As the label grew, and success came in the form of hit records and a growing artist roster, the label outgrew the facility and many recording sessions had to be outsourced to various studios around LA, which spurred the decision to build the TDE studio complex.
“When going into this project, our goal was to re-establish the core essence of the original Carson studio by creating a communal space free from the pressures associated with traditional studio rentals,” recalls Keaton Smith, General Manager at TDE. “As we continue to expand the project, our aim is to create more opportunities for artists to come together and flourish.”
The core team working on the project included Pro Audio Design Inc, Summer Walker of You’re Safe Here interior design, Yuriy Sogomonov of TE Builders, Michael Bashkhangy, architectural designer for Malekpour Design Partners, and Luis Valdez of Jocavi Acoustics, overseen by Project Manager, David Anthony of Malekpour Design Partners.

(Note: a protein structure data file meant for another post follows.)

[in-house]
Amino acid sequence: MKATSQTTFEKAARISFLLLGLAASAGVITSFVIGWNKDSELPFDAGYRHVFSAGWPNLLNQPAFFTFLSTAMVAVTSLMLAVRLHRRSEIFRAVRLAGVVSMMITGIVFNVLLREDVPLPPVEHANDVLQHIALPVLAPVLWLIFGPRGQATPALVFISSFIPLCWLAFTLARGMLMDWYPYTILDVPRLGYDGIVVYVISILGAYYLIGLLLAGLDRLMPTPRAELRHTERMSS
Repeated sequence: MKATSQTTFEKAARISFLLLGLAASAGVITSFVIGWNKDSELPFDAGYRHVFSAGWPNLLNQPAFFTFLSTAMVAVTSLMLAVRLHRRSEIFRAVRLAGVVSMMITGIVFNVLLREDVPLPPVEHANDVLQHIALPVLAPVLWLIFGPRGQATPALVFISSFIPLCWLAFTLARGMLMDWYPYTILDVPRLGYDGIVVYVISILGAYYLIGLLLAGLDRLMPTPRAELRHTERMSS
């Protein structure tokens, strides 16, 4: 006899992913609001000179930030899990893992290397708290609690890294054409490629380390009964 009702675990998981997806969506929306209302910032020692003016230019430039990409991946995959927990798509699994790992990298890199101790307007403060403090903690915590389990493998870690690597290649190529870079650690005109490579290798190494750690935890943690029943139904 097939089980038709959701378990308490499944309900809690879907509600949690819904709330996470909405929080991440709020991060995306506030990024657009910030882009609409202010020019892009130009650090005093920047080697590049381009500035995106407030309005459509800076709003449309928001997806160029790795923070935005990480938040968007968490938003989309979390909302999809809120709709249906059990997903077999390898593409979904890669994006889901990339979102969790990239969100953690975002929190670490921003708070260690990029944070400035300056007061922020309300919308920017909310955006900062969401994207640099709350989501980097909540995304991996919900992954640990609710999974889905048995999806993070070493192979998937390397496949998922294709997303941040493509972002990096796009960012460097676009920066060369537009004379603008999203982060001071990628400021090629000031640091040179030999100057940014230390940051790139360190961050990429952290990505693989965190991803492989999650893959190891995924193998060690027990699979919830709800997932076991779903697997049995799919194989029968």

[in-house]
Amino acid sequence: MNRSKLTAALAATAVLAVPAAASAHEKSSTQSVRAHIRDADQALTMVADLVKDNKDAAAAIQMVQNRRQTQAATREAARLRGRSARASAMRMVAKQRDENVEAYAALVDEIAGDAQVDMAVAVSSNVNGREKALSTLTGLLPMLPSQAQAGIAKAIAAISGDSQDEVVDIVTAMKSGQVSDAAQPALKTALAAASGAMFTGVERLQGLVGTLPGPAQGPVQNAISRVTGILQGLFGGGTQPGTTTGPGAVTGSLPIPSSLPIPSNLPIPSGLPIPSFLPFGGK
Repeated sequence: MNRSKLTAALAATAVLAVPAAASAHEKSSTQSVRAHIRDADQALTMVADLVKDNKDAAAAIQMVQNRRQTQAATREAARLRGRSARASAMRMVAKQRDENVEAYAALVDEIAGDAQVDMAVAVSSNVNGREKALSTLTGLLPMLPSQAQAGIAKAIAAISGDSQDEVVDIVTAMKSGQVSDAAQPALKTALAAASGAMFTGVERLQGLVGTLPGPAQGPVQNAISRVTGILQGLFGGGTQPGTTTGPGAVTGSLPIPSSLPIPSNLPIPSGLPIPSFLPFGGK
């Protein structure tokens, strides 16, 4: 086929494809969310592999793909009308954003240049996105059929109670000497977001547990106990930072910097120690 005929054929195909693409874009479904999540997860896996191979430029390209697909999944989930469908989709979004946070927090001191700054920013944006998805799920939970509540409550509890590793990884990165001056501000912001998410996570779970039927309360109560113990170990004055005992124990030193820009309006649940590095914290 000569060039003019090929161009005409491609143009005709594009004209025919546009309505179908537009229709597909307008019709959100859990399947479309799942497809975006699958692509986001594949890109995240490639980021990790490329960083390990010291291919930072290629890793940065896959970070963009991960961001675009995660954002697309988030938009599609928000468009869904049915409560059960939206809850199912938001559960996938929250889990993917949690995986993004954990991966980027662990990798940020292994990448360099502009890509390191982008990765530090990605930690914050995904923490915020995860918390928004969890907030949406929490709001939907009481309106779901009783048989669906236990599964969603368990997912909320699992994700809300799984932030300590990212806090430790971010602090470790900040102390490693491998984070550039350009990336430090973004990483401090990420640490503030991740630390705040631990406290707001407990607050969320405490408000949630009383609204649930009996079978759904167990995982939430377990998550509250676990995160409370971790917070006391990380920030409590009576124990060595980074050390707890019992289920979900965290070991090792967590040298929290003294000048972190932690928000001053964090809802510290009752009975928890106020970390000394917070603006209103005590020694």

“Being born & raised in Los Angeles, this project hit home for me in many ways,” remarks David Anthony. “TDE has been super inspirational to all Angelenos for over a decade, by keeping West Coast Hip-Hop on the map and giving artists hope that the Music Industry still has room for them.”
He continues, “Top (Anthony Tiffith) and his TDE team have made numerous positive contributions to the community and have always kept their ear to the streets to find the artists that reach the hearts of the listeners.”
Summer Walker, who was the creative lead on the project, also had a personal connection to the project, having previously worked on Top Dawg’s Beverley Hills home.